U.S. Looks At DC Reform
Delta Airlines recently announced it will request termination of its Defined Benefit pension plan for pilots. It joins GM, IBM, Verizon, Motorola, Hewlett-Packard, and Lockheed as major employers which are freezing or terminating DB plans and opting for the U.S. equivalent of the Defined Contribution pension plan, the 401(k) plan.
Coupled with this is the fact only about half of workers contribute to an employer-sponsored pension plan in any given year. Among workers with tax-preferred retirement saving plans, few make the maximum allowable contribution. The result is many households approach retirement with meager savings and with some 77 million baby boomers nearing retirement, these defects in the nationʼs DC plans are becoming obvious, says the National Center for Policy Analysis (NCPA).
In the past 25 years, the use of DC pension plans – such as 401(k)s – has soared. Created by the Revenue Act of 1978, the feeling was these plans are ideal for workers who change jobs frequently or experience gaps in employment since the funds that accumulate in their accounts are the employeesʼ property.
Today, more than 42 million workers participate in DC plans, with total assets exceeding $2 trillion. In 2001, however, the median balance in such accounts among all households headed by 55- to 59-year olds was only about $10,000, says the NCPA.
As well, participation in these plans is badly skewed towards income. A Congressional Budget Office review shows only 22 per cent of workers with incomes of less than $20,000 participate in taxdeferred plans. The participation rate is 56 per cent for workers between $20,000 and $40,000; 70 per cent for workers between $40,000 and $80,000; and almost 80 per cent of workers with incomes of more than $80,000 participate.
The NCPA says there are a number of other problems.
For example, most donʼt save enough. About a quarter of workers who are offered a 401(k) plan at work donʼt participate in it. Those who do participate rarely make the maximum contribution, even though employers often offer a matching contribution. Well under 10 per cent of participants contribute as much as is allowed by law.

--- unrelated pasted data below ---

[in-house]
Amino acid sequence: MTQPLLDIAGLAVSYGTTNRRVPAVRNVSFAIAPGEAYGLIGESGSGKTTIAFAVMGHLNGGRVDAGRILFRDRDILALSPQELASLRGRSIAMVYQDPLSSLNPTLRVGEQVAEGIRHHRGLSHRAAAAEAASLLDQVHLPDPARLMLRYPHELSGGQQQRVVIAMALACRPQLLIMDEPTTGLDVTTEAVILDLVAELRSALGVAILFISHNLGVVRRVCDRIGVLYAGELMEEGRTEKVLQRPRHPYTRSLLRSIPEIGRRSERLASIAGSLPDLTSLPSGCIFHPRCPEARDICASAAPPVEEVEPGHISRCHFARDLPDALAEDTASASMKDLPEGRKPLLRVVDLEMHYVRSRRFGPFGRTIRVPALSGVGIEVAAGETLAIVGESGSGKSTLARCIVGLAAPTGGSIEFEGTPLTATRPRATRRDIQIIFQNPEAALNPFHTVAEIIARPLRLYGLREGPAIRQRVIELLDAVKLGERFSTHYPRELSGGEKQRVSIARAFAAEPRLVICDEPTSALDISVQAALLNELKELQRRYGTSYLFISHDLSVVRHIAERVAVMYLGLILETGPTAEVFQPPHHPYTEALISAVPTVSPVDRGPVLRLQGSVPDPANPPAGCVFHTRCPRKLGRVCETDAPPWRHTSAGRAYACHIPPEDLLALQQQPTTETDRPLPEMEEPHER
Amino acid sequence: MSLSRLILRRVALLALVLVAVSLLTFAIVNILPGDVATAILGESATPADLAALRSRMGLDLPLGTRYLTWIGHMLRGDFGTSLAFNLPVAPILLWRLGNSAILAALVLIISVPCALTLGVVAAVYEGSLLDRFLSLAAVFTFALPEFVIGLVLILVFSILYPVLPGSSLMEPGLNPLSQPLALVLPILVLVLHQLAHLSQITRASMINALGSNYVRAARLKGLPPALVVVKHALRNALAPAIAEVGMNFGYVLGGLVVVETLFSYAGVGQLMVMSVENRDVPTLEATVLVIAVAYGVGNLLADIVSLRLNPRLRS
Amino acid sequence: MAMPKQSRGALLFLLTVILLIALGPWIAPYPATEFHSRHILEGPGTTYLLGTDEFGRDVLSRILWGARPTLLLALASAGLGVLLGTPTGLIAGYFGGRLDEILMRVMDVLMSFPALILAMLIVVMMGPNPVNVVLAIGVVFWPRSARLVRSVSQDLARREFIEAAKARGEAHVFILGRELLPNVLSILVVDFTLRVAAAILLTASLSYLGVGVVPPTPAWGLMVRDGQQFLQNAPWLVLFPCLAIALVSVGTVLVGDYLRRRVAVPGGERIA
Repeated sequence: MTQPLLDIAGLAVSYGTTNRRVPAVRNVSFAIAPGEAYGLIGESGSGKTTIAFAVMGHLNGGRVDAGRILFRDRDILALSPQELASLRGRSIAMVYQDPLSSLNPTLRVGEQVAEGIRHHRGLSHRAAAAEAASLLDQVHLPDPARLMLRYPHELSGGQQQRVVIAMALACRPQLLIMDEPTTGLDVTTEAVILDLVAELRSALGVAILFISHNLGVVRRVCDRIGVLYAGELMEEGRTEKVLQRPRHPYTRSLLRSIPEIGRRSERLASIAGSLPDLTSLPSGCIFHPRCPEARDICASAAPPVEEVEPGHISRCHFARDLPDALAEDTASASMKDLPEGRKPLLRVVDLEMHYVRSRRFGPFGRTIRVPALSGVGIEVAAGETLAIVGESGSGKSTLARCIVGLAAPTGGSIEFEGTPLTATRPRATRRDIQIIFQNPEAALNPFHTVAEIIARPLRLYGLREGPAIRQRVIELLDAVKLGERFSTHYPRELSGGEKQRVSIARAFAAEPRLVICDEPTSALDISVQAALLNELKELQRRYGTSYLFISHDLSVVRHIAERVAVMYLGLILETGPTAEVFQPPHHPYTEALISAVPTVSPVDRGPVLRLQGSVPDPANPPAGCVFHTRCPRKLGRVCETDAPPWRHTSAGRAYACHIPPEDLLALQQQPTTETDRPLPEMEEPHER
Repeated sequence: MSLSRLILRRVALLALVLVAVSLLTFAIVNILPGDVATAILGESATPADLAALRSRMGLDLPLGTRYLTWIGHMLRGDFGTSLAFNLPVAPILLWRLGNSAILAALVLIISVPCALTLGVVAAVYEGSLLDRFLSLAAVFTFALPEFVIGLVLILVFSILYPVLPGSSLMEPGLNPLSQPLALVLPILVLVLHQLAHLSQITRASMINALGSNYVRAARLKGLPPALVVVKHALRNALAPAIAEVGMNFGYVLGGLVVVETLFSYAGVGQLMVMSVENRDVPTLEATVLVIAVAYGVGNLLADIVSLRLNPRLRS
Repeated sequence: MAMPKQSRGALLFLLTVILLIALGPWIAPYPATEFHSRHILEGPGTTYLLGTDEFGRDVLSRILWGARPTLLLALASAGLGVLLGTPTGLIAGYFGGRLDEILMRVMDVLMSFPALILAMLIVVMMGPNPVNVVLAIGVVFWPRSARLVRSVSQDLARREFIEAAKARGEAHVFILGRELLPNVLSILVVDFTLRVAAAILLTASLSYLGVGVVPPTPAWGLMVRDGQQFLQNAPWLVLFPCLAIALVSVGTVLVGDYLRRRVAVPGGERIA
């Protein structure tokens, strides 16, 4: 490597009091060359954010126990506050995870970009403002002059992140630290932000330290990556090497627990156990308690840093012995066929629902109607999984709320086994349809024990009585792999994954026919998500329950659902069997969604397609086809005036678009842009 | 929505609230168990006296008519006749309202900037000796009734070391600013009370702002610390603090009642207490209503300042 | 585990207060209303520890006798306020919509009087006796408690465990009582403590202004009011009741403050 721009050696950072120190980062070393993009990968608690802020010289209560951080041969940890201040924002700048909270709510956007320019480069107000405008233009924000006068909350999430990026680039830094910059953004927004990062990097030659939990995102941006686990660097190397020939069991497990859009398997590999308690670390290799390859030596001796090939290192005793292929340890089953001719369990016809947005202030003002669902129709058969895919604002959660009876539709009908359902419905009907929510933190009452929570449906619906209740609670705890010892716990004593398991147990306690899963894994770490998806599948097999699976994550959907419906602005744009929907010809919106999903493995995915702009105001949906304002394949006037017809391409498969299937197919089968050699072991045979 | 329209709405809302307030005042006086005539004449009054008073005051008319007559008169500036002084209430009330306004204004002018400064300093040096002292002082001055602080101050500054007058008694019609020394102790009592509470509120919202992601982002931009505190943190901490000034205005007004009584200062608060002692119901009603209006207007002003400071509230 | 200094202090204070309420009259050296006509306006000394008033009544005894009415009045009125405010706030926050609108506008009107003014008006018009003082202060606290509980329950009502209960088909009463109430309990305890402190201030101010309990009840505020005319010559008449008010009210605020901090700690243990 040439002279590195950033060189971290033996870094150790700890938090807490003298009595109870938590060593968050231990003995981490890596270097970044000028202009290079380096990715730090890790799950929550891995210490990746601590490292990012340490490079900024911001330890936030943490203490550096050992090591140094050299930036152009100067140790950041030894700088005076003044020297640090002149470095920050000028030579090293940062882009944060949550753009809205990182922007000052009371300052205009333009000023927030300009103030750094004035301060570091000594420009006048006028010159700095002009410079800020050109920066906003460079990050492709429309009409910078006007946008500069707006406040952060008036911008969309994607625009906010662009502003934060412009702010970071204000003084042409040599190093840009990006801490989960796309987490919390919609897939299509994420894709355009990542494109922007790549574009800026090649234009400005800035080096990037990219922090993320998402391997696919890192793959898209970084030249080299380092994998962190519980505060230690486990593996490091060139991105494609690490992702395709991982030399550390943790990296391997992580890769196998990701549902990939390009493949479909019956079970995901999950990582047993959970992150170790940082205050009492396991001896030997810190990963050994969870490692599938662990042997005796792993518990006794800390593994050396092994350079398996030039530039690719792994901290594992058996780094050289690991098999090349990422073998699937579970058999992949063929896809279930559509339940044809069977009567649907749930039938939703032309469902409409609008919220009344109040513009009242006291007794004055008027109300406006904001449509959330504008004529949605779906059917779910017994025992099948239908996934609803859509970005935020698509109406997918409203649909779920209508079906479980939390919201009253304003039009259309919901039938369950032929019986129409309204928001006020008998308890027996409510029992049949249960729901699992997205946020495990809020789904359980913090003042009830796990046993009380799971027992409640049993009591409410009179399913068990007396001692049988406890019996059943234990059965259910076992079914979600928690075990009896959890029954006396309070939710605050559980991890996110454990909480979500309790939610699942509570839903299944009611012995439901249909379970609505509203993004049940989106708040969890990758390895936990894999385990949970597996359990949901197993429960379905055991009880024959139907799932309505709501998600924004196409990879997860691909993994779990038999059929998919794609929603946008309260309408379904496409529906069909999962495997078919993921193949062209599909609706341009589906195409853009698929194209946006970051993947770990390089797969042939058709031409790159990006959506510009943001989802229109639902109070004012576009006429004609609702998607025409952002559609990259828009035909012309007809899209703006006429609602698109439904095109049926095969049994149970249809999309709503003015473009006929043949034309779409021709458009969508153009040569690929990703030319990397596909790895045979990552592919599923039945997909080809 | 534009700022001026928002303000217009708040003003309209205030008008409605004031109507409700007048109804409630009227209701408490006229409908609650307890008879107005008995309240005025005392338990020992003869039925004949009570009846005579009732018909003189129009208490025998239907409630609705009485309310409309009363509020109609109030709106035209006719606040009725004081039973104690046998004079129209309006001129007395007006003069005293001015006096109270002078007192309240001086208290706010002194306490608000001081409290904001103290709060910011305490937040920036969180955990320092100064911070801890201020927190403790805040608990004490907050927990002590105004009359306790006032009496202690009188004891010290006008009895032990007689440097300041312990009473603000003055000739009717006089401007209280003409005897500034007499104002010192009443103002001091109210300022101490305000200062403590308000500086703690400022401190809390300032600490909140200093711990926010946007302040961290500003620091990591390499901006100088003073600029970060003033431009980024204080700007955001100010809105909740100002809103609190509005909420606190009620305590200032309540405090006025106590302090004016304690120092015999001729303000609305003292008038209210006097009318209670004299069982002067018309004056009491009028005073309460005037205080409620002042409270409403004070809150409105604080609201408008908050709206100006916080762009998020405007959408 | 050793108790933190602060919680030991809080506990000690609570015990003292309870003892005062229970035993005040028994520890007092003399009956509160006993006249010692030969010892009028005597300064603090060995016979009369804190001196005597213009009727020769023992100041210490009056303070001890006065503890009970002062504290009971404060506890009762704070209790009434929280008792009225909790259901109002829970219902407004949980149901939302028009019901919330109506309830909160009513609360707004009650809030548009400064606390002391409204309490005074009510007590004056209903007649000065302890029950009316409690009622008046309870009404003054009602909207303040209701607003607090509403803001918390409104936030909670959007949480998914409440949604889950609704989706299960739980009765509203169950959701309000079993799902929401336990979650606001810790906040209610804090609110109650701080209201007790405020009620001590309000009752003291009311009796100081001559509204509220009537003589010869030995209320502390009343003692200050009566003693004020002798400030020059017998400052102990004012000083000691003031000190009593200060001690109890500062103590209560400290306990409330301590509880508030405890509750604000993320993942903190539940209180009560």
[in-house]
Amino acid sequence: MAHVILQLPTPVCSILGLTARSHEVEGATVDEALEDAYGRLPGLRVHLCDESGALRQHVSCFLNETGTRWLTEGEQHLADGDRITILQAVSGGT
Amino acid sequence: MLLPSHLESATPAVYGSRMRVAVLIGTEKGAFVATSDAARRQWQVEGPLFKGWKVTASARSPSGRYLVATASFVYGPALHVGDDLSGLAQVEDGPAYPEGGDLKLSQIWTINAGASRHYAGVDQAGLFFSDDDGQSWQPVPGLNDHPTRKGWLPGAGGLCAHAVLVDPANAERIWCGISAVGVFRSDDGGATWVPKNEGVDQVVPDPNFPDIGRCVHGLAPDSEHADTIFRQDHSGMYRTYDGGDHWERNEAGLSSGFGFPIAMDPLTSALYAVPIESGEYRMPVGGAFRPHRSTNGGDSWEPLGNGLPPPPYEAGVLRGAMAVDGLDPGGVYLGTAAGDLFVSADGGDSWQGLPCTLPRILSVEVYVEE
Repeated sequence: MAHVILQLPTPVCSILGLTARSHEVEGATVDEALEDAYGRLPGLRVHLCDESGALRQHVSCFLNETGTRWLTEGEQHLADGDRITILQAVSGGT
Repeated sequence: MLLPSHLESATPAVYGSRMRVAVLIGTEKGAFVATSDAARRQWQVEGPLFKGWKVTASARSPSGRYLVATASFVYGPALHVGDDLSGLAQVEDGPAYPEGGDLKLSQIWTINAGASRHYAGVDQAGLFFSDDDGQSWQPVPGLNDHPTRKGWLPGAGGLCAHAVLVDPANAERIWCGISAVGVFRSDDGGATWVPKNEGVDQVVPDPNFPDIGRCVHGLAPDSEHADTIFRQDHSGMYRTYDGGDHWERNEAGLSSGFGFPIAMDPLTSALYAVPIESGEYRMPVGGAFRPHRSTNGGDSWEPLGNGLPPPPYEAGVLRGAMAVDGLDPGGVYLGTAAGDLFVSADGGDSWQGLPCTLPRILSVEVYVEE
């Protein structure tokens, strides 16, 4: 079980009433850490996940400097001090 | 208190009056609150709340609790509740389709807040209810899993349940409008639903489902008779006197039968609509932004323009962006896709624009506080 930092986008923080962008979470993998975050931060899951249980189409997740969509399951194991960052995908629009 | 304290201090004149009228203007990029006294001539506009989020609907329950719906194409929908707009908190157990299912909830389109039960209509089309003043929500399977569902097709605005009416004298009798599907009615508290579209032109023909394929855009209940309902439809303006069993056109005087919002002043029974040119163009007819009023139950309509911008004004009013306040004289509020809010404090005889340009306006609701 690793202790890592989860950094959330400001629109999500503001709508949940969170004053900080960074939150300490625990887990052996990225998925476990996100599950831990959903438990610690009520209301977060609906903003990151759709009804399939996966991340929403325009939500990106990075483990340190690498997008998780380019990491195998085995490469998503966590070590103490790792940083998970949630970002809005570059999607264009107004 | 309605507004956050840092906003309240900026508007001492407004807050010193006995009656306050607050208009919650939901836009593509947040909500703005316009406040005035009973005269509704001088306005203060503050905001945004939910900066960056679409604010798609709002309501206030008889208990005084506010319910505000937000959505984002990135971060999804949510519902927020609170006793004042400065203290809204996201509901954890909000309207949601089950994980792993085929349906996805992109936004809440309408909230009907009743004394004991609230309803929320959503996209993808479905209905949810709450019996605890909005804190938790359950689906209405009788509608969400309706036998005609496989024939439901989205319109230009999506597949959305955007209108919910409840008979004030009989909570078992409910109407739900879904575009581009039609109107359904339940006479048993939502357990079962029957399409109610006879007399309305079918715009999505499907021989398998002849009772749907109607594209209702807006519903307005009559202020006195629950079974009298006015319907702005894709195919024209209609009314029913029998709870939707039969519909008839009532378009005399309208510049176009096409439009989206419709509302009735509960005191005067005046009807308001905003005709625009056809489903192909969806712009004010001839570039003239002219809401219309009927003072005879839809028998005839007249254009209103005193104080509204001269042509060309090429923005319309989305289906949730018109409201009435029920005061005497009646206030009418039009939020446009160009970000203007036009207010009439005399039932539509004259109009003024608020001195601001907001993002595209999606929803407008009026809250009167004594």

Another problem is that those who do save typically invest in inappropriate portfolios. While thousands of Enron employees lost most of their retirement savings when the company stock price collapsed, this was not an unusual situation. A Hewitt Associates survey of 375 companies that offer 401(k) plans found that 55 per cent offered their own stock as an investment choice. Of employee plan assets, 30 per cent are invested in employer stock. Using company stock as the basis of retirement savings is twice as risky as if the company goes bankrupt, the employee faces not only the loss of their job, but seeing their retirement savings wiped out as well.
And while workers who invest their retirement funds in their own firm take an undue risk, other employees invest in overly conservative assets, which may be safe, but do not offer adequate returns for a comfortable retirement. Lower income workers, in particular, are prone to do this. Research shows that employees in the lowest income quintile have typically invested almost two-thirds of their account balances in lower-earning money market or bond funds, says the NCPA.
While Congress is currently deliberating reforms to 401(k) plans, including those proposed by the NCPA and the Brookings Institution, it is not going far enough, says John C. Goodman, president of the NCPA. “401(k) reforms proposed by the NCPA and Brookings Institution have been treated largely as an afterthought in the pension reform bill. But these provisions will have by far the largest impact on millions of Americans.”
Its proposals being debated by congress include suggestions to provide automatic enrolment of employees into company 401(k) plans and providing automatic contribution rate increases so that as workersʼ wages grow, so do their contributions.
Evidence strongly suggests that when workers are automatically enrolled in a 401(k), participation rates are significantly higher. Yet most employers require employees to specifically opt in.
Savings rates are also higher when 401(k)s commit workers to saving part of their future pay raises, rather than trying to encourage them to save at a higher rate immediately.
The NCPA/Brookings also wants an adequate minimum contribution rate and default investments in broadly diversified equity and bond index funds.
To encourage the adoption of plans with features proven to be effective in helping workers better prepare for retirement, policymakers should:
- Clarify that retirement savings plans with these features are permissible under state labor laws.
- Offer pension plans meeting the requirements outlined here targeted relief from class action complaints and special treatment under the non-discrimination standards.
- Require that, at least as a default, when employment ends, employeesʼ 401(k) accounts are automatically rolled over into another qualified plan or into an IRA, or remain in the previous employer ʼs plan, rather than requiring a terminated employee to take a potentially taxable (and penalized) distribution.
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